22 February 2013

Desolate Heaven at Theatre503

There are so many good small theatre in London (and the better theatres tend to be small, in my opinion at least) and there is so little time to go to them all that even when a new theatre impresses, like Theatre503 did last year, it can take me ridiculously long to get back there.

It would have been an even longer wait too if not for an email offer that alerted me to Desolate Heaven. The subject matter and review ratings suggested that it was worth a try, so I did.

The journey to darkest Battersea proved to be easy. I took a fast train to Clapham and rather than finish the journey by bus I walked the last kilometre or so through a couple of grassy parks.

I ate in the pub downstairs first, The Latchmere. That was more difficult that it should have been when the cheese and spinach burger I ordered arrived as a beef burger with a cheese and spinach topping. To be fair to the pub they swapped the burger for a veggie meal without a fuss. The beer was OK too and a couple of pints of Landlord were much appreciated.

I was one of the first in to the theatre and after a split-second's thought I took a seat in the front-row, as usual. The stage is slightly raised, to about knee height, so I was looking slightly up at the performers.

The stage was simply set with grey floor, a wall made from black planks and a chair as the sole prop.

We meet two schoolgirls on a beach. They are aged around 12 and 14, though played by women somewhat older than that, and they strike up a conversation. Through this we learn that they live close to each other and each looks after a parent.

The older girl is brash and confident as she talks about what she wants from life and the younger shier girl is swept along with this despite her initial reservations. Dreams become plans and they run away together.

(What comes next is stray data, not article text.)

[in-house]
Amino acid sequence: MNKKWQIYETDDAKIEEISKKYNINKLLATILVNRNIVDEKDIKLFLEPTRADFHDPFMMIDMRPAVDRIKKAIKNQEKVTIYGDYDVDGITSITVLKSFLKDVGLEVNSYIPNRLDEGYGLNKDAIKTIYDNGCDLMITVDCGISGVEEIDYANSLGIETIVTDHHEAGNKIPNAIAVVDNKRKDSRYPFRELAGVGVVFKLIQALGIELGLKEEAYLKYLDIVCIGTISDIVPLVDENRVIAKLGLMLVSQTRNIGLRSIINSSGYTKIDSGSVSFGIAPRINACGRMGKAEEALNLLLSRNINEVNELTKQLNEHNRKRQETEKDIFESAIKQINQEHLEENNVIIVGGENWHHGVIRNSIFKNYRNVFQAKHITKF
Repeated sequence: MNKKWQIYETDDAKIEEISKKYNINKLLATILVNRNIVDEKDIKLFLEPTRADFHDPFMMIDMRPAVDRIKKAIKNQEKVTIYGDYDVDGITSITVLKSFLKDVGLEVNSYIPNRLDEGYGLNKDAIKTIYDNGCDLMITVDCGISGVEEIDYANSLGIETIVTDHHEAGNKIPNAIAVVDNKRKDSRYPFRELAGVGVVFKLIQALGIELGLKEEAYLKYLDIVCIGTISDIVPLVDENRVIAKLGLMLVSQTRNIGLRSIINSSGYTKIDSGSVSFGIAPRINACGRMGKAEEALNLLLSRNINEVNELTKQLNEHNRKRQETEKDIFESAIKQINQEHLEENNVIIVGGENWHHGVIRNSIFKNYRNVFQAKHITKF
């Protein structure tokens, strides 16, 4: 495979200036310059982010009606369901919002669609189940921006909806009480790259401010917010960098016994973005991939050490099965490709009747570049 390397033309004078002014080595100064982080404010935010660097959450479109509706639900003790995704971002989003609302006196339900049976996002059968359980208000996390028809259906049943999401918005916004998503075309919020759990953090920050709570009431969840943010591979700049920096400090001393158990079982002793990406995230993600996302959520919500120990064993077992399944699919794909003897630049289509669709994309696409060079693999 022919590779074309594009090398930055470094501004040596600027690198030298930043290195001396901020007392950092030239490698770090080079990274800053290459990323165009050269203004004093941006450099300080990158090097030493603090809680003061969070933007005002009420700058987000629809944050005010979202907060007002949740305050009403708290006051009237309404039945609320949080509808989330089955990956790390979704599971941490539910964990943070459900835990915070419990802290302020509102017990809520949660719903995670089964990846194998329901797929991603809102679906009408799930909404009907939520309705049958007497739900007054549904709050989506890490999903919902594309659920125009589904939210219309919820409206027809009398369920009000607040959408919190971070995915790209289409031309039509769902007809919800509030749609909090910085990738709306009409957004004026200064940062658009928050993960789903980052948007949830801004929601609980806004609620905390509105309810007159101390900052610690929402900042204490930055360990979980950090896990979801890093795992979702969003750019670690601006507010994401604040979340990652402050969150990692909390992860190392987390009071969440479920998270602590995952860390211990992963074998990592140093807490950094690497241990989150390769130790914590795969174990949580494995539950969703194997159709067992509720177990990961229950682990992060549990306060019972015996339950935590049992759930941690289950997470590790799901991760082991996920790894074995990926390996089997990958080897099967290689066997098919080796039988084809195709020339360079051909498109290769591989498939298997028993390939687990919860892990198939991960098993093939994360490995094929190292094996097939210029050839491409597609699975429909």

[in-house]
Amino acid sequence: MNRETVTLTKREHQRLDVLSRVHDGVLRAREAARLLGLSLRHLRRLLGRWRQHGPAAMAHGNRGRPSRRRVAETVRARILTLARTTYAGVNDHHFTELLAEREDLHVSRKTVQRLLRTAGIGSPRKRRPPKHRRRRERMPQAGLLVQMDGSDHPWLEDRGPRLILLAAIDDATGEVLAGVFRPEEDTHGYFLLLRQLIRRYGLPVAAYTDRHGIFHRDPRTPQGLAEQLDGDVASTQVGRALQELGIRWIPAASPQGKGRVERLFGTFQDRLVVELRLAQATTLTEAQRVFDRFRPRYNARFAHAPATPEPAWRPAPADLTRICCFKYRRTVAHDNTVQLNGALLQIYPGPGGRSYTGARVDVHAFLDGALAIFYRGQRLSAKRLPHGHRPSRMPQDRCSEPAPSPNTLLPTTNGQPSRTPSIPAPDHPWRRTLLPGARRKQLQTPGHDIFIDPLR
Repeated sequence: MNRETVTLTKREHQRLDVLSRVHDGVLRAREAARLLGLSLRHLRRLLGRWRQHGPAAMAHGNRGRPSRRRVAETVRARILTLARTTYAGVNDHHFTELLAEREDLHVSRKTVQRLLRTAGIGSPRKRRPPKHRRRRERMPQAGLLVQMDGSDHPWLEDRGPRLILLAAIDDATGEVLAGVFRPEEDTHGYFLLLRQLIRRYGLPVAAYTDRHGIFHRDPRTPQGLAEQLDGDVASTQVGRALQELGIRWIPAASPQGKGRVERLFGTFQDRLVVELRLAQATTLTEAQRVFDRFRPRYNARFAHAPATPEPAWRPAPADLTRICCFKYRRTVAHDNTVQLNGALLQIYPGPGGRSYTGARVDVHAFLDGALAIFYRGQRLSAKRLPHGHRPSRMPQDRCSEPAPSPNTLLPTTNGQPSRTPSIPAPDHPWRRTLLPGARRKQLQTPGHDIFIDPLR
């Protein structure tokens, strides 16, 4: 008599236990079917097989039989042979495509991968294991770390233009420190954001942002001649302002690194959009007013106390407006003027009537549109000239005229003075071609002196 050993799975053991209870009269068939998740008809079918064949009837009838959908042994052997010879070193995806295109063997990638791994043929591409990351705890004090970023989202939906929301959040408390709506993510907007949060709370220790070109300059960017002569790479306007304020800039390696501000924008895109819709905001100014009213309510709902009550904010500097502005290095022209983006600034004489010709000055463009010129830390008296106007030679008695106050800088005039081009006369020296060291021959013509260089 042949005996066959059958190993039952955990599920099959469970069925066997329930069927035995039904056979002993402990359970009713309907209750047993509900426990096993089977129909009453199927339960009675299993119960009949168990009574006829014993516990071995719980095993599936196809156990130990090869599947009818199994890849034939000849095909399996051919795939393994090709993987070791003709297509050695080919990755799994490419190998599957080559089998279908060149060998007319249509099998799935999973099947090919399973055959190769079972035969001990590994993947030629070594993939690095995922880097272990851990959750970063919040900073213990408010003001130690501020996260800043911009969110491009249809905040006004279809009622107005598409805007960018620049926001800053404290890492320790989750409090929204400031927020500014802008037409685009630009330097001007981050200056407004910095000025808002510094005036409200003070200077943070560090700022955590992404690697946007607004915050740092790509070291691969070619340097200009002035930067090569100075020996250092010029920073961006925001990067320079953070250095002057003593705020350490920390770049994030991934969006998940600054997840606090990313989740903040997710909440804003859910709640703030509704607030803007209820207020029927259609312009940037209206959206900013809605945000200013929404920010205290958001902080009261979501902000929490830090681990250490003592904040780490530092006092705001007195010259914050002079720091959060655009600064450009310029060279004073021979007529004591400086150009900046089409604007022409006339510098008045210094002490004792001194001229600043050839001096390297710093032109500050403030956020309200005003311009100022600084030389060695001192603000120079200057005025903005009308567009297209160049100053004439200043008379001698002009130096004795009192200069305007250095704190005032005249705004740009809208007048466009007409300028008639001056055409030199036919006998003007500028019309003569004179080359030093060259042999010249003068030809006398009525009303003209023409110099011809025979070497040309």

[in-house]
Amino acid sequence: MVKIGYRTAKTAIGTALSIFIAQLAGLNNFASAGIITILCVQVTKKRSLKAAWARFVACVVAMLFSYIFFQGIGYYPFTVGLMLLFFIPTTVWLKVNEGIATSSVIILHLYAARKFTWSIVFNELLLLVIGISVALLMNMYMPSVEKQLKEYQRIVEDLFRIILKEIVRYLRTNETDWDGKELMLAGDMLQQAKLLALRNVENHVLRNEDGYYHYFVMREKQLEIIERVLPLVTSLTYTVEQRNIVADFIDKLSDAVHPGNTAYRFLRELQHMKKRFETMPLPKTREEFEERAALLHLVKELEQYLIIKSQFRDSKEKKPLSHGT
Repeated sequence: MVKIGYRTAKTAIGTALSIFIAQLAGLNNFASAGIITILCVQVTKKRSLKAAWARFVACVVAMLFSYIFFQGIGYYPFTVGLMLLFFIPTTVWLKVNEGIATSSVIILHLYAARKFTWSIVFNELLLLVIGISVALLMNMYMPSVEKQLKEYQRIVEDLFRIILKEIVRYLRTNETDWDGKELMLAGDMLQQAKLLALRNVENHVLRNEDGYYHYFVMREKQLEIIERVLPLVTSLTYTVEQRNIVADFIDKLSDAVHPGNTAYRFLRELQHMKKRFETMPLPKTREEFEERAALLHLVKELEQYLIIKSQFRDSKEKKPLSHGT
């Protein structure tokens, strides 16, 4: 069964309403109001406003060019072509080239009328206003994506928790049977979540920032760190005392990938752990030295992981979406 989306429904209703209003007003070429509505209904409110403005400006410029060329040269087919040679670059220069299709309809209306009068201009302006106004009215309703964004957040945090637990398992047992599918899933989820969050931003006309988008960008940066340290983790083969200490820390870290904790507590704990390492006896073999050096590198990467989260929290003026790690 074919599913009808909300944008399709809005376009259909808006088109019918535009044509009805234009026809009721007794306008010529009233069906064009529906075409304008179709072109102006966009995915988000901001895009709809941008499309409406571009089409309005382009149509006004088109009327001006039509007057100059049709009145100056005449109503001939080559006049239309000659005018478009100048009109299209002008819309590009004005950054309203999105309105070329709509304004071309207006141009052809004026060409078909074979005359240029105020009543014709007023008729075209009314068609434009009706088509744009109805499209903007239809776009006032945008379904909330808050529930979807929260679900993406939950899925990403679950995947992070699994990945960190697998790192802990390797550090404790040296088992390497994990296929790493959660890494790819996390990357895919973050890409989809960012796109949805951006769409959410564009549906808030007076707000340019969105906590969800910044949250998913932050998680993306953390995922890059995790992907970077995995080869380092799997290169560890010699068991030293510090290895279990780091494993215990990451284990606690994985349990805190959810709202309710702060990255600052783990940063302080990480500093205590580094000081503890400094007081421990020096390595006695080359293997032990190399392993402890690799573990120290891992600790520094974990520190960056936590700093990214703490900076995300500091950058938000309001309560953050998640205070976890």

They have several adventures on the road and are helped along the way by a series of women, all played by the same actress.

Each of these women tells them part of a fairly-tale at bedtime. It's a story based on Rumpelstiltskin but with a different ending.

The girls' lives bounce up and down between moments of girlish fun and times when they realise the bleakness of their situation.

Bringing the girls to life are two fine young actresses Carla Langley and Evelyn Lockley. They convince us that they are young school girls and, more importantly, make us care about what happens to them.

It's a play about growing up quickly in harsh circumstances, about the battle between hope and despair, the first false dawns of love and the difference between running away and running to. It is bleak and funny in equal measure and pulls other emotions along the way.

The oxymoronic Desolate Heaven lives up to its name as the girls are pulled between both extremes. In the middle is a lot of warmth, companionship, support and love. This positive mood makes the play very watchable despite the things that happen.

If every night at the theatre was as fulfilling as Desolate Heaven at Theatre503 then I would be very happy.

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